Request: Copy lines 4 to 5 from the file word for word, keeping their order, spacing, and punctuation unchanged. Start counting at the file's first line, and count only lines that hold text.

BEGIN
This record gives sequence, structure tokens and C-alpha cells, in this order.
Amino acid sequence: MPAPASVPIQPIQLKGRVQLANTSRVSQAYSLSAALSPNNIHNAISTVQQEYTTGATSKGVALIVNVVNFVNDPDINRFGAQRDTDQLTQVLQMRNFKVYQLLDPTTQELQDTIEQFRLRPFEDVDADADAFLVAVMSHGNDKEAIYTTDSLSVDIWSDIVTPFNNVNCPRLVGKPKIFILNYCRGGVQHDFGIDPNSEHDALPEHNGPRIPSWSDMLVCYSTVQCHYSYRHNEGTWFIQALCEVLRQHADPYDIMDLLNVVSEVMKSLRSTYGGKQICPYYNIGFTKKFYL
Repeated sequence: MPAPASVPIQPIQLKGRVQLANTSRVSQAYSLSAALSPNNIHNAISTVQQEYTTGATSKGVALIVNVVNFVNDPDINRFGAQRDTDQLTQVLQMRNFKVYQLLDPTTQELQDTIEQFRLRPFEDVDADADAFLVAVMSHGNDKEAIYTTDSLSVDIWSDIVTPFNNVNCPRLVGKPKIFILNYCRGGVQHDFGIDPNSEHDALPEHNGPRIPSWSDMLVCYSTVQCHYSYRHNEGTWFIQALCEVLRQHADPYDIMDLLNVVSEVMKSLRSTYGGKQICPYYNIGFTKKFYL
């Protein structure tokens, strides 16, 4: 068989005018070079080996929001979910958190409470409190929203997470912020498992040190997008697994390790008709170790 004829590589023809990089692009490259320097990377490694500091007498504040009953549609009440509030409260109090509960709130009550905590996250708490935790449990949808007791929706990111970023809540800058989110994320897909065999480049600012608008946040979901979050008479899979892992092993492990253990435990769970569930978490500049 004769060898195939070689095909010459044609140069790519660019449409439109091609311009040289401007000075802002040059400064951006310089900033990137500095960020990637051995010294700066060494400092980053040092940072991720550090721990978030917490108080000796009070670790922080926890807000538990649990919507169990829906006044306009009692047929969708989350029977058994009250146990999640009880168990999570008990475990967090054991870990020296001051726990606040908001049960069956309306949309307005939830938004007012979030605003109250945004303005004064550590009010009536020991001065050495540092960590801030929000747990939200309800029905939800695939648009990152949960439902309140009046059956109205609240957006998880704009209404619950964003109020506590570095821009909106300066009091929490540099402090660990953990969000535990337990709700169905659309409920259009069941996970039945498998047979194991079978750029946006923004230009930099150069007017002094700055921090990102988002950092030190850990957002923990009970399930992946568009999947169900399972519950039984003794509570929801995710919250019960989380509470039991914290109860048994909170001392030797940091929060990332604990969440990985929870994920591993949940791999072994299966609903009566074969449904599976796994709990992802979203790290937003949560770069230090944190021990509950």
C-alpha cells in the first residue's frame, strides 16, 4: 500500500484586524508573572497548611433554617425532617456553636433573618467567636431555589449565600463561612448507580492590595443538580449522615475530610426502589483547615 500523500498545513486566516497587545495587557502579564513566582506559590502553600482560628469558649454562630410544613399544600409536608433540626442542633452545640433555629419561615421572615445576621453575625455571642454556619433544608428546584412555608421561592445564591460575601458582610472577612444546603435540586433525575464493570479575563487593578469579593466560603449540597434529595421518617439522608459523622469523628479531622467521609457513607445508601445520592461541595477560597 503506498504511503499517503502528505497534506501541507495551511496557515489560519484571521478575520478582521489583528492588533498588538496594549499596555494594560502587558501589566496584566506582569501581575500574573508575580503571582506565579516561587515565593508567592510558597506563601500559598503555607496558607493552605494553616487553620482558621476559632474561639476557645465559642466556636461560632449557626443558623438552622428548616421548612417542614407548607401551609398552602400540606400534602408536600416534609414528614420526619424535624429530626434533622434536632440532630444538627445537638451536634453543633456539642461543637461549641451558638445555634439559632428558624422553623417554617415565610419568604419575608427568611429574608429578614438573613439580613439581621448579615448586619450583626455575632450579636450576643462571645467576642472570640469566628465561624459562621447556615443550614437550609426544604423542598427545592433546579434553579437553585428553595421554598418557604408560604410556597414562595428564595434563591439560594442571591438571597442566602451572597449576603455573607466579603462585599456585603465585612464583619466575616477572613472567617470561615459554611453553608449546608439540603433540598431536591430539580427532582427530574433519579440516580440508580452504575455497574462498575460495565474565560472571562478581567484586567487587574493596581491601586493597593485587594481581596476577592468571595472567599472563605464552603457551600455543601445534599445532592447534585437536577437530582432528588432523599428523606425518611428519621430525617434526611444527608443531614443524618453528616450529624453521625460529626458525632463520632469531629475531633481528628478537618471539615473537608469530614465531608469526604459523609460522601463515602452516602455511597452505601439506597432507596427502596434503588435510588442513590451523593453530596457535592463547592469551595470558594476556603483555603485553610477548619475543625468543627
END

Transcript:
């Protein structure tokens, strides 16, 4: 068989005018070079080996929001979910958190409470409190929203997470912020498992040190997008697994390790008709170790 004829590589023809990089692009490259320097990377490694500091007498504040009953549609009440509030409260109090509960709130009550905590996250708490935790449990949808007791929706990111970023809540800058989110994320897909065999480049600012608008946040979901979050008479899979892992092993492990253990435990769970569930978490500049 004769060898195939070689095909010459044609140069790519660019449409439109091609311009040289401007000075802002040059400064951006310089900033990137500095960020990637051995010294700066060494400092980053040092940072991720550090721990978030917490108080000796009070670790922080926890807000538990649990919507169990829906006044306009009692047929969708989350029977058994009250146990999640009880168990999570008990475990967090054991870990020296001051726990606040908001049960069956309306949309307005939830938004007012979030605003109250945004303005004064550590009010009536020991001065050495540092960590801030929000747990939200309800029905939800695939648009990152949960439902309140009046059956109205609240957006998880704009209404619950964003109020506590570095821009909106300066009091929490540099402090660990953990969000535990337990709700169905659309409920259009069941996970039945498998047979194991079978750029946006923004230009930099150069007017002094700055921090990102988002950092030190850990957002923990009970399930992946568009999947169900399972519950039984003794509570929801995710919250019960989380509470039991914290109860048994909170001392030797940091929060990332604990969440990985929870994920591993949940791999072994299966609903009566074969449904599976796994709990992802979203790290937003949560770069230090944190021990509950």
C-alpha cells in the first residue's frame, strides 16, 4: 500500500484586524508573572497548611433554617425532617456553636433573618467567636431555589449565600463561612448507580492590595443538580449522615475530610426502589483547615 500523500498545513486566516497587545495587557502579564513566582506559590502553600482560628469558649454562630410544613399544600409536608433540626442542633452545640433555629419561615421572615445576621453575625455571642454556619433544608428546584412555608421561592445564591460575601458582610472577612444546603435540586433525575464493570479575563487593578469579593466560603449540597434529595421518617439522608459523622469523628479531622467521609457513607445508601445520592461541595477560597 503506498504511503499517503502528505497534506501541507495551511496557515489560519484571521478575520478582521489583528492588533498588538496594549499596555494594560502587558501589566496584566506582569501581575500574573508575580503571582506565579516561587515565593508567592510558597506563601500559598503555607496558607493552605494553616487553620482558621476559632474561639476557645465559642466556636461560632449557626443558623438552622428548616421548612417542614407548607401551609398552602400540606400534602408536600416534609414528614420526619424535624429530626434533622434536632440532630444538627445537638451536634453543633456539642461543637461549641451558638445555634439559632428558624422553623417554617415565610419568604419575608427568611429574608429578614438573613439580613439581621448579615448586619450583626455575632450579636450576643462571645467576642472570640469566628465561624459562621447556615443550614437550609426544604423542598427545592433546579434553579437553585428553595421554598418557604408560604410556597414562595428564595434563591439560594442571591438571597442566602451572597449576603455573607466579603462585599456585603465585612464583619466575616477572613472567617470561615459554611453553608449546608439540603433540598431536591430539580427532582427530574433519579440516580440508580452504575455497574462498575460495565474565560472571562478581567484586567487587574493596581491601586493597593485587594481581596476577592468571595472567599472563605464552603457551600455543601445534599445532592447534585437536577437530582432528588432523599428523606425518611428519621430525617434526611444527608443531614443524618453528616450529624453521625460529626458525632463520632469531629475531633481528628478537618471539615473537608469530614465531608469526604459523609460522601463515602452516602455511597452505601439506597432507596427502596434503588435510588442513590451523593453530596457535592463547592469551595470558594476556603483555603485553610477548619475543625468543627